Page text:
Shifting Away from Solitary
More states have passed solitary confinement reforms this year than in the past 16 years.
A number of events pushed solitary confinement onto the agenda, said Jean Casella of the advocacy group Solitary Watch, including a seminal New Yorker article describing solitary as a form of torture, the ACLU taking up the issue in 2011 and a 2013 anti-solitary hunger strike in the Pelican Bay State Prison in California.
Below, a closer look at every solitary reform measure implemented in the United States. The list does not include pending legislation, such as the three solitary reform bills that were introduced in Congress in the span of five months this year, and New Jersey’s much-discussed solitary reform legislation, which was introduced this month.
Solitary Confinement Reforms by State, 1998-20142014 - The biggest year for reform includes the response to a highly publicized hunger strike, two corrections commissioners sleeping in solitary, and a New York Times exposé.
Oct. 14: The ACLU files a settlement agreement with the Arizona Department of Corrections, resolving a class-action lawsuit on behalf of more than 33,000 prisoners. Among other reforms, the settlement provides mentally ill prisoners in solitary confinement with more access to mental health treatment and time outside their cells.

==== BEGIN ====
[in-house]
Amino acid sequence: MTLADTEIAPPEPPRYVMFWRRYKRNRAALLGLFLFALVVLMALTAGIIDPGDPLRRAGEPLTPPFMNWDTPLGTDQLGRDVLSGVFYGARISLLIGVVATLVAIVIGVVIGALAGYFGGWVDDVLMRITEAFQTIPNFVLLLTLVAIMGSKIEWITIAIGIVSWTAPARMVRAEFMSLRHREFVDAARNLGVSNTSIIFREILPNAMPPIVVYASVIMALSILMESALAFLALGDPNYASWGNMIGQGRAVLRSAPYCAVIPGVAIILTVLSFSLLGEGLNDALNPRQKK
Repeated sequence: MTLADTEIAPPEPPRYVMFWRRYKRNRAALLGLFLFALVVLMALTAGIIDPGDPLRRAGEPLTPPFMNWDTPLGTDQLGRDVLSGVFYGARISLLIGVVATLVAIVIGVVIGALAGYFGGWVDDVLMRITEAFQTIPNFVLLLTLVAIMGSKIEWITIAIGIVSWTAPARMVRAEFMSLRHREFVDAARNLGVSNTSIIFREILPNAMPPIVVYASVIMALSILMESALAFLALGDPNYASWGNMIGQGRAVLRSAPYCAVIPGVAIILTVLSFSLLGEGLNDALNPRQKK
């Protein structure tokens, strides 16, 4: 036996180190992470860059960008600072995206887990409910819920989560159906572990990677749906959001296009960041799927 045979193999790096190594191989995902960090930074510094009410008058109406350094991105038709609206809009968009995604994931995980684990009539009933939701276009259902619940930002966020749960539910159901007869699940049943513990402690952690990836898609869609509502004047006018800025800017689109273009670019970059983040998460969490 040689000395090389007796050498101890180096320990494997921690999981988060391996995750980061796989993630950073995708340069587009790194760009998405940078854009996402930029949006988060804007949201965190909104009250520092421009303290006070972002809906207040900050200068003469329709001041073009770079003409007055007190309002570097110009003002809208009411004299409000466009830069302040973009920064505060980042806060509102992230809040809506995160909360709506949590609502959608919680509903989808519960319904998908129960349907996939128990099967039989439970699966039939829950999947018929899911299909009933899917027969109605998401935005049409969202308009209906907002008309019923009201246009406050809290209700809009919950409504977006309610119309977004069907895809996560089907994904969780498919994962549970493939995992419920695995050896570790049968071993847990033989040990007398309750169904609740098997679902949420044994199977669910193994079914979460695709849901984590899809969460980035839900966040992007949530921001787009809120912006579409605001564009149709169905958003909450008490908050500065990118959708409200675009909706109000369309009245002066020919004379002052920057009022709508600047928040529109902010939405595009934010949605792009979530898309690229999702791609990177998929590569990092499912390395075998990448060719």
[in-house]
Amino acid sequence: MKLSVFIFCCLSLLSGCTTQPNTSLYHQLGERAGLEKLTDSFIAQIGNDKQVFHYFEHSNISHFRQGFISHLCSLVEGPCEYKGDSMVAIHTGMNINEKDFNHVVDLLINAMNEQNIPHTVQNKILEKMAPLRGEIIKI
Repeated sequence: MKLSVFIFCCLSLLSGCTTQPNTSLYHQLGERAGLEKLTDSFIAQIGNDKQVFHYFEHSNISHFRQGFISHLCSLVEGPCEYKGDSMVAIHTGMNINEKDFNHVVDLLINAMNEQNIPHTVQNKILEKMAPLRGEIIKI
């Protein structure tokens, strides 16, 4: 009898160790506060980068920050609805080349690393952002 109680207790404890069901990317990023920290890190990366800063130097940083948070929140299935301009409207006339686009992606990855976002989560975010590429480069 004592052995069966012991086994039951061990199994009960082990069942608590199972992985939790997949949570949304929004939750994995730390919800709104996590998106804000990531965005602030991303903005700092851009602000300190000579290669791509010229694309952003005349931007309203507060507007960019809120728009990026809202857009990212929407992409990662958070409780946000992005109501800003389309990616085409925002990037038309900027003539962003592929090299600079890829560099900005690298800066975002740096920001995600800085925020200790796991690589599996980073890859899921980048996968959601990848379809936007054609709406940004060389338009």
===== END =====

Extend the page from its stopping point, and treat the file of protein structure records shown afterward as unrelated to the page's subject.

After a nationally publicized hunger strike by prisoners in Pelican Bay State Prison's Security Housing Unit, the Department of Corrections makes permanent a 2012 pilot program for releasing prisoners previously held in solitary confinement into general population. Over four hundred prisoners have qualified for release, of which over 150 have been moved so far. In addition, new regulations are introduced regarding who may be placed in isolation.
Under the leadership of Tom Clements (who was murdered in March 2013 by a man who'd been released directly from solitary confinement) and then Rick Raemisch (who this January famously spent a night in solitary confinement himself), the Department of Corrections has reduced the number of prisoners in solitary confinement by two-thirds, from 1,500 in 2011. Raemisch has testified that he wants to see that number reduced by another 100 prisoners by next summer. Colorado now has a limited number of permissible reasons for placing inmates in solitary confinement, though some advocates believe the state has reduced its numbers simply by no longer calling solitary confinement "solitary confinement." On June 6, Gov. John Hickenlooper codifies many of Colorado's already-implemented reforms, signing legislation banning the solitary confinement of the seriously mentally ill.